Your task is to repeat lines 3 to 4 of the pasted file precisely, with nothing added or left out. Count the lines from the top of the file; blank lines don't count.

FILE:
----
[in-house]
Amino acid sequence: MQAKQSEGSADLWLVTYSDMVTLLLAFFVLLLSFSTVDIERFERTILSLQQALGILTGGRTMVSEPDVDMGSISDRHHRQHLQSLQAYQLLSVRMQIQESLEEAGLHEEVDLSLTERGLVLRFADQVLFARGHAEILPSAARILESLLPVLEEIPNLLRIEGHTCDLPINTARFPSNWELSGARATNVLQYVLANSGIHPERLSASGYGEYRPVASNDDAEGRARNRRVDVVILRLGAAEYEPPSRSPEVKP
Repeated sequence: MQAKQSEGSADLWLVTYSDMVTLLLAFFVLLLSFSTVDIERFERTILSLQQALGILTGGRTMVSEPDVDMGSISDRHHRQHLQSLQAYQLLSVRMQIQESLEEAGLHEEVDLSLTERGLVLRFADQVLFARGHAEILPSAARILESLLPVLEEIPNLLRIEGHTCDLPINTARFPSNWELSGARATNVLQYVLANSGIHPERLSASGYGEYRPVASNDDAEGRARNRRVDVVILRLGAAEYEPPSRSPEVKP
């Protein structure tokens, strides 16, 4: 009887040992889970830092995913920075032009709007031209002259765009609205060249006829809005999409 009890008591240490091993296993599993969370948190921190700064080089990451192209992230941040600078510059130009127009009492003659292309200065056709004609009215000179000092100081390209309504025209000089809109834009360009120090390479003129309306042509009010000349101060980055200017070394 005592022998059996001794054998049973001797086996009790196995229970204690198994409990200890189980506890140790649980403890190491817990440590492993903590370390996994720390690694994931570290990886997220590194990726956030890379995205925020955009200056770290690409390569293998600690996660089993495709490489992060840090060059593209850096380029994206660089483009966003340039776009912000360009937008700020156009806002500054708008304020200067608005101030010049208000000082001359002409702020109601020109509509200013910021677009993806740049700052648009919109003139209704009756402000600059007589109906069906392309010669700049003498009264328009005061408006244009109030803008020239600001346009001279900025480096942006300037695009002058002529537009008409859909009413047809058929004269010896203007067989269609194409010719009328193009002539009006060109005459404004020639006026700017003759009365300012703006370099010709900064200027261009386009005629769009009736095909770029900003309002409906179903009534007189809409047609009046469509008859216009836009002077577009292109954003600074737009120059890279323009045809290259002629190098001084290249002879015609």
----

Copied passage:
Repeated sequence: MQAKQSEGSADLWLVTYSDMVTLLLAFFVLLLSFSTVDIERFERTILSLQQALGILTGGRTMVSEPDVDMGSISDRHHRQHLQSLQAYQLLSVRMQIQESLEEAGLHEEVDLSLTERGLVLRFADQVLFARGHAEILPSAARILESLLPVLEEIPNLLRIEGHTCDLPINTARFPSNWELSGARATNVLQYVLANSGIHPERLSASGYGEYRPVASNDDAEGRARNRRVDVVILRLGAAEYEPPSRSPEVKP
């Protein structure tokens, strides 16, 4: 009887040992889970830092995913920075032009709007031209002259765009609205060249006829809005999409 009890008591240490091993296993599993969370948190921190700064080089990451192209992230941040600078510059130009127009009492003659292309200065056709004609009215000179000092100081390209309504025209000089809109834009360009120090390479003129309306042509009010000349101060980055200017070394 005592022998059996001794054998049973001797086996009790196995229970204690198994409990200890189980506890140790649980403890190491817990440590492993903590370390996994720390690694994931570290990886997220590194990726956030890379995205925020955009200056770290690409390569293998600690996660089993495709490489992060840090060059593209850096380029994206660089483009966003340039776009912000360009937008700020156009806002500054708008304020200067608005101030010049208000000082001359002409702020109601020109509509200013910021677009993806740049700052648009919109003139209704009756402000600059007589109906069906392309010669700049003498009264328009005061408006244009109030803008020239600001346009001279900025480096942006300037695009002058002529537009008409859909009413047809058929004269010896203007067989269609194409010719009328193009002539009006060109005459404004020639006026700017003759009365300012703006370099010709900064200027261009386009005629769009009736095909770029900003309002409906179903009534007189809409047609009046469509008859216009836009002077577009292109954003600074737009120059890279323009045809290259002629190098001084290249002879015609």